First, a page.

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In the narrative of the martyrdom of Henry Zutphen [Heinrich Mullers van Zutphen], recounted in the 1563 edition (pp. 422-428), Foxe was once again relying on a martyr account which had been widely diffused in the form of a contemporary pamphlet, and published in Latin (1524) and German (1525) - see F. van der Haeghen, T. J. I. Arnold, and R. Vanden Berghe, Bibliographie des martyrologes protestants néerlandais 2 vols (The Hague: Martinus Nijhoff, 1890), 1, p. 541 et seq. As Foxe said, the story had already been told, at least in outline, in Sleidan (book 4) and the earliest edition of Crespin (1554) - see Crespin/Benoit, 1, pp. 245-247. He clearly knew, and had probably read, Luther's own account of it, partly through a consolatory letter to the faithful of Bremen, and which had appeared in the earliest published collection of Luther's letters in 1525 (M. Luther, Martini Lutheri Epistolarum farrago, pietatis et eruditionis plena [...] [Haganoae [Haganau]: Iohan Secer, 1525]) - see W. M. L. de Wette, ed. Martin Luther. Briefe, Sendschreiben und Bedenken 5 vols (Berlin, 1825-1828), 3, p. 65 etc. Although Foxe also referred the reader to Ludwig Rabus' martyrology (L. Rabus, Historien der Heyligen auserwölten Gottes Zeugen 3 vols [Strasbourg, 1554-1558], there is no sign that he ever consulted it himself, or had the language skills to read it directly. Pantaleon had provided a similar narrative of this martyrdom (Pantaleon, pp. 35-8).

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The account of the martyrdom of 'Iohn Castellane' (Jean Chastelain), which Foxe published in the earliest edition of his martyrology (1563, pp. 428-431) seems to have come from that published in the earliest edition of Crespin (1554, fol. 175), which Foxe follows very closely here. Chastelain was a native of Tournai who went to Lorraine and actively proselytized at Bar-le-Duc ('Barleduc'), Vitry in Partois ('Vittery in Partoise'), Chalon and Vic ('Vike') before being arrested and imprisoned at Goze ('Gorze') and the castle at Nomény ('Nommeny'). Pantaleon provided a similar narrative in his edition too (Pantaleon, pp. 40-42), deriving it from the same source.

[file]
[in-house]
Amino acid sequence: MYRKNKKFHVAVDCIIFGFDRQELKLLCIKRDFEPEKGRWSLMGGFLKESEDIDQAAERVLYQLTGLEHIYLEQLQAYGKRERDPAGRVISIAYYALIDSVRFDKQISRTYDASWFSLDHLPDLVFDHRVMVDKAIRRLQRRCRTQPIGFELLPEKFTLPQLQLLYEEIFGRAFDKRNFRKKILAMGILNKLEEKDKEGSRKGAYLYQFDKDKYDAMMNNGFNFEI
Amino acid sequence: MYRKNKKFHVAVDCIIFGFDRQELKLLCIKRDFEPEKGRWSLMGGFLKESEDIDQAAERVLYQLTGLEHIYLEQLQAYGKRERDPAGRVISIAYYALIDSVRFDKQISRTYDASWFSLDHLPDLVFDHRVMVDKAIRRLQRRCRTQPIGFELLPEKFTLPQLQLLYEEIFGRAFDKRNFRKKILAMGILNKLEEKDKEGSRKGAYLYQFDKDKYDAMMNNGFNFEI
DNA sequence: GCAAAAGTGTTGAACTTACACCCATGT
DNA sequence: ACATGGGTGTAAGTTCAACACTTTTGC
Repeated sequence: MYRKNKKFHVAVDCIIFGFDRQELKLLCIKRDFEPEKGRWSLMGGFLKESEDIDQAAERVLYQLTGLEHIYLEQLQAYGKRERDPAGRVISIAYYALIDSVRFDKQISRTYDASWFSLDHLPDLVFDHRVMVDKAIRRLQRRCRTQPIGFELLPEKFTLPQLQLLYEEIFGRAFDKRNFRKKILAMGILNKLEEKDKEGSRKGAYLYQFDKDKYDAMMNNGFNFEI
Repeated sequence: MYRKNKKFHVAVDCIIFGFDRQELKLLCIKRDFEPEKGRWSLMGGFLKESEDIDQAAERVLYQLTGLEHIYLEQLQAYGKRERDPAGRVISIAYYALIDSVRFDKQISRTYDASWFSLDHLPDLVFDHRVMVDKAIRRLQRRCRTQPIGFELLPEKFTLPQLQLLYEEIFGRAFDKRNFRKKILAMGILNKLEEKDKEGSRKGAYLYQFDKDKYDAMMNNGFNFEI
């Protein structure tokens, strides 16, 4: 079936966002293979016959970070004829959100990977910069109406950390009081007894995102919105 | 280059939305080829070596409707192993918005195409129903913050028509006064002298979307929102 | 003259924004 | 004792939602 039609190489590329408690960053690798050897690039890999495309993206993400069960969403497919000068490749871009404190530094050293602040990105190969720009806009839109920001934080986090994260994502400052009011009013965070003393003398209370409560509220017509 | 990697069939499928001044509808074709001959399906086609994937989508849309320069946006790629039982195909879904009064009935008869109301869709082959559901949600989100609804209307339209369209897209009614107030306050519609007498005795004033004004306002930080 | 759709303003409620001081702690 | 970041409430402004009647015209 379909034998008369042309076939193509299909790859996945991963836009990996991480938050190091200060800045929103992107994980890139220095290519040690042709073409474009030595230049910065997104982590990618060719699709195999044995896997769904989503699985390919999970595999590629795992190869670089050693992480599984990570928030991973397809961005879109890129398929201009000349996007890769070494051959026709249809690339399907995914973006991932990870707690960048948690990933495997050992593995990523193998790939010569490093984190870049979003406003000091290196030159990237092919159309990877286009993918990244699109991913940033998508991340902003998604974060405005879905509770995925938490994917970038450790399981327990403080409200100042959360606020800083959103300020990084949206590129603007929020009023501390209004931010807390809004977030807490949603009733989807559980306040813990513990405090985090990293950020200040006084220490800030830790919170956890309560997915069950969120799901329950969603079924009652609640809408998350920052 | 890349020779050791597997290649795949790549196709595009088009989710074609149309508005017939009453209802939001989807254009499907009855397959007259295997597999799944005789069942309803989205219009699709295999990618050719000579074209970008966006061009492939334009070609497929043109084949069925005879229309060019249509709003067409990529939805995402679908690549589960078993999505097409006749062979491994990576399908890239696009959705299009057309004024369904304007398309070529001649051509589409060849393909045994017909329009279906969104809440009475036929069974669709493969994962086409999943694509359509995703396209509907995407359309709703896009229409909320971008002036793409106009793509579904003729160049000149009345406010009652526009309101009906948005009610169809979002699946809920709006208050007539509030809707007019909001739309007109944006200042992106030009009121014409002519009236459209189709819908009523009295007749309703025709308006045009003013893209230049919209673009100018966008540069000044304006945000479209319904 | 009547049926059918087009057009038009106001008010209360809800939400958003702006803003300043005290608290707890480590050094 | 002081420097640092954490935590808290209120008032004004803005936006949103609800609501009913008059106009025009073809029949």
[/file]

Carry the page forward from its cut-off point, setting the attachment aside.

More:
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The 'history of a good pastoure, murthered for the preaching of the Gospel, wrytten by Ihon Oecolampadius' which followed in his earliest edition (1563, pp. 431-432) was also taken directly from the earliest edition of Crespin (Crespin [1554], fol. 154). Crespin ascribed it (and Foxe follows him) to a written narrative prepared by Johann Oecolampadius, the preacher in Basel. Pantaleon had also provided a version of the same narrative (Pantaleon, pp. 46-8). See Crespin/Benoit, 1, pp. 250-1.

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The same is also true of the following 'history of the death of a certaine minister which was drowned in the yeare of our Lord 1525. collected by Oecolampadius', reproduced in the earliest edition of Crespin (Crespin [1554], fol 158) and repeated by Foxe in his earliest edition (1563, pp. 432-3). In 1563, Foxe knew only that he was a minister in the Breisgau ('Brisgois'). However, when he came to repeat the narrative in 1570, he added the pastor's name - Peter Spengler - which he had found in Pantaleon's account of the same narrative (Pantaleon, pp. 48-51). Living in Basel, Pantaleon doubtless had access to written and oral sources which were able to substantiate some of the details of the Oecolampadius narrative.